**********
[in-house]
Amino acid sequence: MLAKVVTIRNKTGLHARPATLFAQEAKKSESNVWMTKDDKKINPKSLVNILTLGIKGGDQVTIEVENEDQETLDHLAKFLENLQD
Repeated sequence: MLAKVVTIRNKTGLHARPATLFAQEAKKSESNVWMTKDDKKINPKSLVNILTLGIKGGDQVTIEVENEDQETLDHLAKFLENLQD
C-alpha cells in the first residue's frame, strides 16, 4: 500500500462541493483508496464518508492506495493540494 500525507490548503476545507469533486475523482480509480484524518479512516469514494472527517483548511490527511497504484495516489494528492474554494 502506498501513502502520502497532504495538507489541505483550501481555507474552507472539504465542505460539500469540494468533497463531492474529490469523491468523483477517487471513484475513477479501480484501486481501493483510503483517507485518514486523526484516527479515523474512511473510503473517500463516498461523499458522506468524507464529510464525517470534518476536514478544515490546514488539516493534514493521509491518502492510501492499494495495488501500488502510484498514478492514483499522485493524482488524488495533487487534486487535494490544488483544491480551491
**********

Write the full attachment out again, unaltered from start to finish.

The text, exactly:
[in-house]
Amino acid sequence: MLAKVVTIRNKTGLHARPATLFAQEAKKSESNVWMTKDDKKINPKSLVNILTLGIKGGDQVTIEVENEDQETLDHLAKFLENLQD
Repeated sequence: MLAKVVTIRNKTGLHARPATLFAQEAKKSESNVWMTKDDKKINPKSLVNILTLGIKGGDQVTIEVENEDQETLDHLAKFLENLQD
C-alpha cells in the first residue's frame, strides 16, 4: 500500500462541493483508496464518508492506495493540494 500525507490548503476545507469533486475523482480509480484524518479512516469514494472527517483548511490527511497504484495516489494528492474554494 502506498501513502502520502497532504495538507489541505483550501481555507474552507472539504465542505460539500469540494468533497463531492474529490469523491468523483477517487471513484475513477479501480484501486481501493483510503483517507485518514486523526484516527479515523474512511473510503473517500463516498461523499458522506468524507464529510464525517470534518476536514478544515490546514488539516493534514493521509491518502492510501492499494495495488501500488502510484498514478492514483499522485493524482488524488495533487487534486487535494490544488483544491480551491